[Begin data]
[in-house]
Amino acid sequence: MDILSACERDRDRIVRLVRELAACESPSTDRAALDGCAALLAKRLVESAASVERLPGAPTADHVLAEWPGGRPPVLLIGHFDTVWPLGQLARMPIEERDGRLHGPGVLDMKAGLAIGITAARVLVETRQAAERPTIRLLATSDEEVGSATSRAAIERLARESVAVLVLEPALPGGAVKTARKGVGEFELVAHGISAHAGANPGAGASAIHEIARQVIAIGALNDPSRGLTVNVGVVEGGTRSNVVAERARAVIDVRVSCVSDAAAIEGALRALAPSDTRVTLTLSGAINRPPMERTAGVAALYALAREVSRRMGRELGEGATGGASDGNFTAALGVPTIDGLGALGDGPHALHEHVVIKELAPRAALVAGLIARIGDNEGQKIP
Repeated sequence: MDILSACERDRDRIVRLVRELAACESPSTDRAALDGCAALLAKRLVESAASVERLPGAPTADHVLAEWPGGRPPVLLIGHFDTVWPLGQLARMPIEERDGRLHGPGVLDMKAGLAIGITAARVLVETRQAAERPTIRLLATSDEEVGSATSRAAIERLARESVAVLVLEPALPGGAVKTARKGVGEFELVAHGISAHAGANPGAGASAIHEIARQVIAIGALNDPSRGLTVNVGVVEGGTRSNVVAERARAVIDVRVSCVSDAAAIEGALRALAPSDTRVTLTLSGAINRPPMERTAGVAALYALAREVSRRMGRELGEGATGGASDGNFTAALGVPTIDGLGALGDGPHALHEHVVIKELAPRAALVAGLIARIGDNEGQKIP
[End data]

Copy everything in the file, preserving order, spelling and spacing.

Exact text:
[in-house]
Amino acid sequence: MDILSACERDRDRIVRLVRELAACESPSTDRAALDGCAALLAKRLVESAASVERLPGAPTADHVLAEWPGGRPPVLLIGHFDTVWPLGQLARMPIEERDGRLHGPGVLDMKAGLAIGITAARVLVETRQAAERPTIRLLATSDEEVGSATSRAAIERLARESVAVLVLEPALPGGAVKTARKGVGEFELVAHGISAHAGANPGAGASAIHEIARQVIAIGALNDPSRGLTVNVGVVEGGTRSNVVAERARAVIDVRVSCVSDAAAIEGALRALAPSDTRVTLTLSGAINRPPMERTAGVAALYALAREVSRRMGRELGEGATGGASDGNFTAALGVPTIDGLGALGDGPHALHEHVVIKELAPRAALVAGLIARIGDNEGQKIP
Repeated sequence: MDILSACERDRDRIVRLVRELAACESPSTDRAALDGCAALLAKRLVESAASVERLPGAPTADHVLAEWPGGRPPVLLIGHFDTVWPLGQLARMPIEERDGRLHGPGVLDMKAGLAIGITAARVLVETRQAAERPTIRLLATSDEEVGSATSRAAIERLARESVAVLVLEPALPGGAVKTARKGVGEFELVAHGISAHAGANPGAGASAIHEIARQVIAIGALNDPSRGLTVNVGVVEGGTRSNVVAERARAVIDVRVSCVSDAAAIEGALRALAPSDTRVTLTLSGAINRPPMERTAGVAALYALAREVSRRMGRELGEGATGGASDGNFTAALGVPTIDGLGALGDGPHALHEHVVIKELAPRAALVAGLIARIGDNEGQKIP